This is typically done in a field that is added to the change but is not validated against the CI or asset tables. Some organizations have taken the approach that Assets and CI’s will be created as part of the changes if this is the first time a change is applied against them. Then going forward others will use the created records from the asset and CI tables for future changes. This approach can work, but as stated requires discipline and a strong process for when an asset or
CI should be created and how the record will be validated to ensure standards and approved for use.
If the “create as the change process matures” approach is taken and discovery will not be in play, then it will be necessary to enable the system to support assets or
CI’s and ensure that the users are able to create them either on the fly or through a request.
There are reasons some clients may wish to start with change:
Doing change management can result in quick return because the customer will not introduce additional errors when doing change; however, it may increase time for the change to be created to ensure enough data is added to get the change through the approval process.
Governance is important when dealing with IT equipment and customers do not know what is being applied when or where. Thus they enable change to begin to control the processes and changes. This again may require additional data input if there are no assets to reference when creating the change.
If the organization does not plan to support a database of assets and CI’s then the enablement and configuration of the change application will be the critical piece of work to ensure that data is stored on the change record needed to approve the change.
Many organizations begin the implementation with the roll out of a discovery tool to begin to discover what is in their infrastructure and define what will be configuration items to be managed.
IBM of course has such a discovery tool; IBM Tivoli Application Dependency Discovery Manager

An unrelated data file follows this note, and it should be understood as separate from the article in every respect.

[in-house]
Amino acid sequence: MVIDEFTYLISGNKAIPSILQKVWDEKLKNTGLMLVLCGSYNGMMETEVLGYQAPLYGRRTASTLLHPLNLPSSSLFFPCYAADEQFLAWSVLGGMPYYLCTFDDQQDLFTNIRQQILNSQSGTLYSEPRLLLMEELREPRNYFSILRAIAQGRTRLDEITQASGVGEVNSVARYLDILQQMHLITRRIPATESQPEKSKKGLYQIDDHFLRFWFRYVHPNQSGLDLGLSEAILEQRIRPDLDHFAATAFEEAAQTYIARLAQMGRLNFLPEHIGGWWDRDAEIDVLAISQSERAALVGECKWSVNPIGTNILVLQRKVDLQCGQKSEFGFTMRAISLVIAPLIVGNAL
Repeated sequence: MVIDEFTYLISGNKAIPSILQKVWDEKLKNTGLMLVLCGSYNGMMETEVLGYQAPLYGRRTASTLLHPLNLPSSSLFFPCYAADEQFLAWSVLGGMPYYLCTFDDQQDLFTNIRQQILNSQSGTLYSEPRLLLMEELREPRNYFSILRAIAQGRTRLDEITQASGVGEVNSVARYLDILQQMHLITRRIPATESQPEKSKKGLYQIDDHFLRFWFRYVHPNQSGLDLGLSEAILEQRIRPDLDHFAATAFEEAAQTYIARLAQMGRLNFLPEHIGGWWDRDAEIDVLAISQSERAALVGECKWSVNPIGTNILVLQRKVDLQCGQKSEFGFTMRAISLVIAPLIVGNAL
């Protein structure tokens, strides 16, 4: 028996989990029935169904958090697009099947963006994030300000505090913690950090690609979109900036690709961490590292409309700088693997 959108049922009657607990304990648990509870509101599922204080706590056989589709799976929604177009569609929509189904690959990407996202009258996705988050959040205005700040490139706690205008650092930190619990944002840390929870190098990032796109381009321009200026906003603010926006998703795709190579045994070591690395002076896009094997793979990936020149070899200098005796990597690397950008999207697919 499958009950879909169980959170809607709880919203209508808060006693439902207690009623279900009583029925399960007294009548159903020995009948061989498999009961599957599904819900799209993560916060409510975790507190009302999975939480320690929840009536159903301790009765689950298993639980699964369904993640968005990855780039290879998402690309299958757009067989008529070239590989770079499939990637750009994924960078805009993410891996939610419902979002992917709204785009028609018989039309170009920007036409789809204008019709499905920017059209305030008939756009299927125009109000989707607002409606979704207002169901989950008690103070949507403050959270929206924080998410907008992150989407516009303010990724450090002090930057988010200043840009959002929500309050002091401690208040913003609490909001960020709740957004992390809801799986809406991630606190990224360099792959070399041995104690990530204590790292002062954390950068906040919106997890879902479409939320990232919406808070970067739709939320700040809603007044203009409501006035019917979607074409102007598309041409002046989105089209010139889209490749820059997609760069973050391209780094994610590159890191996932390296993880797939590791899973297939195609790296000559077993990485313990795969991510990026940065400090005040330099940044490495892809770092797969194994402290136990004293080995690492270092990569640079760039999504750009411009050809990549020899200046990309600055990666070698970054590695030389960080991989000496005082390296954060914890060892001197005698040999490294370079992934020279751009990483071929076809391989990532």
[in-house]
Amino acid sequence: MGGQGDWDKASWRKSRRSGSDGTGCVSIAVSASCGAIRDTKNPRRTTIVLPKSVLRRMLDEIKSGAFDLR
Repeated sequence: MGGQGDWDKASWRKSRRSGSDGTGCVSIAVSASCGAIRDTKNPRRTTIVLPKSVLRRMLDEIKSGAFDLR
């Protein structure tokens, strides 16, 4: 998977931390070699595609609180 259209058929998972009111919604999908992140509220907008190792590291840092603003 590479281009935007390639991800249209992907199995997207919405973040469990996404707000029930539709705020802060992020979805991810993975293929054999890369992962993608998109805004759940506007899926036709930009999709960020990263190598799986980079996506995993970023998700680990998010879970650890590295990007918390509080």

Beginning with configuration management through discovery will require policies and procedures to be established so the users and organization are aware of what can be discovered, what should or needs to be actual configuration items and what should be promoted to authorized and managed within the CMDB and with change. As noted this is not a one size fits all and if using a discovery tool understanding the model and structure of the discovered data is vital to decisions and design.
Customers who may own both IBM Control Desk and a discovery tool have some flexibility in terms of how to get started. Please be aware that IBM Control Desk and TADDM are quite tightly integrated for configuration management. Provided here are some suggestions and information to consider configuration as your starting point.
It is possible to utilize discovery to gain knowledge of a limited set of CI’s. This will enable you to understand the discovery tool and the data that is found and how it is structured, but also provide a level of data that can be moved into the CMDB for use in establishing/defining and learning configuration processes, and establishing the change processes. TADDM has a predefined connection through Integration Composer to load discovered configuration items into ICD.